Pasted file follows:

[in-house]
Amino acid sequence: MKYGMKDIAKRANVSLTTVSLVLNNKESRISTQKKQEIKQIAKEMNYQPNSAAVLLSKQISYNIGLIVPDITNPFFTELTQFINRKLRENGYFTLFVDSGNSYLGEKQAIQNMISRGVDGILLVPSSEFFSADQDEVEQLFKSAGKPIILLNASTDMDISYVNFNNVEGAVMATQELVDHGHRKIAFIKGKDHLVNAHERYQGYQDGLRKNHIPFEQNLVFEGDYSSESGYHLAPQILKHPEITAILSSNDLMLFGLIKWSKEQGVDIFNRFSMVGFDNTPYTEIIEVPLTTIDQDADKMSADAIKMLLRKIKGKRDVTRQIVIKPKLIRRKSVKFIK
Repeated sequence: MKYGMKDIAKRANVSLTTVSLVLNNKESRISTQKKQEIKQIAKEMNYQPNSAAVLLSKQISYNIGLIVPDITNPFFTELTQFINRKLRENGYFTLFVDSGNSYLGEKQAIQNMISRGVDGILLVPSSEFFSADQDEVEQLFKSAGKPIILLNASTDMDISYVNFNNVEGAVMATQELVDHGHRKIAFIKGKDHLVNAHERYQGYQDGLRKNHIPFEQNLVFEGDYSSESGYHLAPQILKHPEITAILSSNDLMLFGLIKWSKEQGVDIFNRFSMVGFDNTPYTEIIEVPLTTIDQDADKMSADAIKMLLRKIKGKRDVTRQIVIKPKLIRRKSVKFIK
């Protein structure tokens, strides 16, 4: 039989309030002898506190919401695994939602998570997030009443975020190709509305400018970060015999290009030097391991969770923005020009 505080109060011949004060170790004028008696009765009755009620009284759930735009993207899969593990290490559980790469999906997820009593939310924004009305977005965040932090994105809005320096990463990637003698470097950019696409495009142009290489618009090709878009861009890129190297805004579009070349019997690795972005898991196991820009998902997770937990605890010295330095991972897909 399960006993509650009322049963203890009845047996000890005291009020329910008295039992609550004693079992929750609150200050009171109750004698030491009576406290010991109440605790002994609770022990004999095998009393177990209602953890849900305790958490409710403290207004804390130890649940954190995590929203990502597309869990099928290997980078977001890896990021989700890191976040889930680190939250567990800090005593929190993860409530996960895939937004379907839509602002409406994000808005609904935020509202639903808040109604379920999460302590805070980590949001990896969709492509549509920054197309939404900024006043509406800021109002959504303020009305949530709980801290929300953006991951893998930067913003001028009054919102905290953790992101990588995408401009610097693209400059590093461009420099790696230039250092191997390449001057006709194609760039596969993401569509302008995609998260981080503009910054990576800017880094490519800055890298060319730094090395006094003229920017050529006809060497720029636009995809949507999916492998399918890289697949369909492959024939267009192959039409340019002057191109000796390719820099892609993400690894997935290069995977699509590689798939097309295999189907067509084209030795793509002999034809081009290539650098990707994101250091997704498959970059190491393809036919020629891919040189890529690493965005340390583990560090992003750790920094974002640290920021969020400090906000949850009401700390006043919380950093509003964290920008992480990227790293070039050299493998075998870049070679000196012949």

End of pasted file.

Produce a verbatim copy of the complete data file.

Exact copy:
[in-house]
Amino acid sequence: MKYGMKDIAKRANVSLTTVSLVLNNKESRISTQKKQEIKQIAKEMNYQPNSAAVLLSKQISYNIGLIVPDITNPFFTELTQFINRKLRENGYFTLFVDSGNSYLGEKQAIQNMISRGVDGILLVPSSEFFSADQDEVEQLFKSAGKPIILLNASTDMDISYVNFNNVEGAVMATQELVDHGHRKIAFIKGKDHLVNAHERYQGYQDGLRKNHIPFEQNLVFEGDYSSESGYHLAPQILKHPEITAILSSNDLMLFGLIKWSKEQGVDIFNRFSMVGFDNTPYTEIIEVPLTTIDQDADKMSADAIKMLLRKIKGKRDVTRQIVIKPKLIRRKSVKFIK
Repeated sequence: MKYGMKDIAKRANVSLTTVSLVLNNKESRISTQKKQEIKQIAKEMNYQPNSAAVLLSKQISYNIGLIVPDITNPFFTELTQFINRKLRENGYFTLFVDSGNSYLGEKQAIQNMISRGVDGILLVPSSEFFSADQDEVEQLFKSAGKPIILLNASTDMDISYVNFNNVEGAVMATQELVDHGHRKIAFIKGKDHLVNAHERYQGYQDGLRKNHIPFEQNLVFEGDYSSESGYHLAPQILKHPEITAILSSNDLMLFGLIKWSKEQGVDIFNRFSMVGFDNTPYTEIIEVPLTTIDQDADKMSADAIKMLLRKIKGKRDVTRQIVIKPKLIRRKSVKFIK
């Protein structure tokens, strides 16, 4: 039989309030002898506190919401695994939602998570997030009443975020190709509305400018970060015999290009030097391991969770923005020009 505080109060011949004060170790004028008696009765009755009620009284759930735009993207899969593990290490559980790469999906997820009593939310924004009305977005965040932090994105809005320096990463990637003698470097950019696409495009142009290489618009090709878009861009890129190297805004579009070349019997690795972005898991196991820009998902997770937990605890010295330095991972897909 399960006993509650009322049963203890009845047996000890005291009020329910008295039992609550004693079992929750609150200050009171109750004698030491009576406290010991109440605790002994609770022990004999095998009393177990209602953890849900305790958490409710403290207004804390130890649940954190995590929203990502597309869990099928290997980078977001890896990021989700890191976040889930680190939250567990800090005593929190993860409530996960895939937004379907839509602002409406994000808005609904935020509202639903808040109604379920999460302590805070980590949001990896969709492509549509920054197309939404900024006043509406800021109002959504303020009305949530709980801290929300953006991951893998930067913003001028009054919102905290953790992101990588995408401009610097693209400059590093461009420099790696230039250092191997390449001057006709194609760039596969993401569509302008995609998260981080503009910054990576800017880094490519800055890298060319730094090395006094003229920017050529006809060497720029636009995809949507999916492998399918890289697949369909492959024939267009192959039409340019002057191109000796390719820099892609993400690894997935290069995977699509590689798939097309295999189907067509084209030795793509002999034809081009290539650098990707994101250091997704498959970059190491393809036919020629891919040189890529690493965005340390583990560090992003750790920094974002640290920021969020400090906000949850009401700390006043919380950093509003964290920008992480990227790293070039050299493998075998870049070679000196012949």